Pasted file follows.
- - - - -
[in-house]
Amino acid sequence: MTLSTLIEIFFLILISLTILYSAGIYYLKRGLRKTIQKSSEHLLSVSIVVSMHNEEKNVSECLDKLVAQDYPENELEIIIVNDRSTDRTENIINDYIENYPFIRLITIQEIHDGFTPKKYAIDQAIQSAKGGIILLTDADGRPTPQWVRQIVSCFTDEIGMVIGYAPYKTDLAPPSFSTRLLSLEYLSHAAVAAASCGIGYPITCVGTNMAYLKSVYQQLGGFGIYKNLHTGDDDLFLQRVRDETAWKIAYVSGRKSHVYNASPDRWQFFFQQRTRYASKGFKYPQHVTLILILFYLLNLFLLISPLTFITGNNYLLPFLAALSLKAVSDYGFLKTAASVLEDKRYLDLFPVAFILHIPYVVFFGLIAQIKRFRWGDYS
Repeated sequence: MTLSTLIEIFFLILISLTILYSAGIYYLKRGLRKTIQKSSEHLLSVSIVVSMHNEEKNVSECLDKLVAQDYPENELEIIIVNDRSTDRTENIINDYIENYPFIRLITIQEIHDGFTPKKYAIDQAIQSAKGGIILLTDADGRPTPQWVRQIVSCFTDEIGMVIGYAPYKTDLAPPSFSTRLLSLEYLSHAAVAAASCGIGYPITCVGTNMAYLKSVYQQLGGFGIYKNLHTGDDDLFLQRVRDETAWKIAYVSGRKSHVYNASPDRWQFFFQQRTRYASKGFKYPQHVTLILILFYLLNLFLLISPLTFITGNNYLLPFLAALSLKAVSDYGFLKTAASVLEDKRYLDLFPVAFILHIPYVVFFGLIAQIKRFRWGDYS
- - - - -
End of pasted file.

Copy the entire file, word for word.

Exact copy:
[in-house]
Amino acid sequence: MTLSTLIEIFFLILISLTILYSAGIYYLKRGLRKTIQKSSEHLLSVSIVVSMHNEEKNVSECLDKLVAQDYPENELEIIIVNDRSTDRTENIINDYIENYPFIRLITIQEIHDGFTPKKYAIDQAIQSAKGGIILLTDADGRPTPQWVRQIVSCFTDEIGMVIGYAPYKTDLAPPSFSTRLLSLEYLSHAAVAAASCGIGYPITCVGTNMAYLKSVYQQLGGFGIYKNLHTGDDDLFLQRVRDETAWKIAYVSGRKSHVYNASPDRWQFFFQQRTRYASKGFKYPQHVTLILILFYLLNLFLLISPLTFITGNNYLLPFLAALSLKAVSDYGFLKTAASVLEDKRYLDLFPVAFILHIPYVVFFGLIAQIKRFRWGDYS
Repeated sequence: MTLSTLIEIFFLILISLTILYSAGIYYLKRGLRKTIQKSSEHLLSVSIVVSMHNEEKNVSECLDKLVAQDYPENELEIIIVNDRSTDRTENIINDYIENYPFIRLITIQEIHDGFTPKKYAIDQAIQSAKGGIILLTDADGRPTPQWVRQIVSCFTDEIGMVIGYAPYKTDLAPPSFSTRLLSLEYLSHAAVAAASCGIGYPITCVGTNMAYLKSVYQQLGGFGIYKNLHTGDDDLFLQRVRDETAWKIAYVSGRKSHVYNASPDRWQFFFQQRTRYASKGFKYPQHVTLILILFYLLNLFLLISPLTFITGNNYLLPFLAALSLKAVSDYGFLKTAASVLEDKRYLDLFPVAFILHIPYVVFFGLIAQIKRFRWGDYS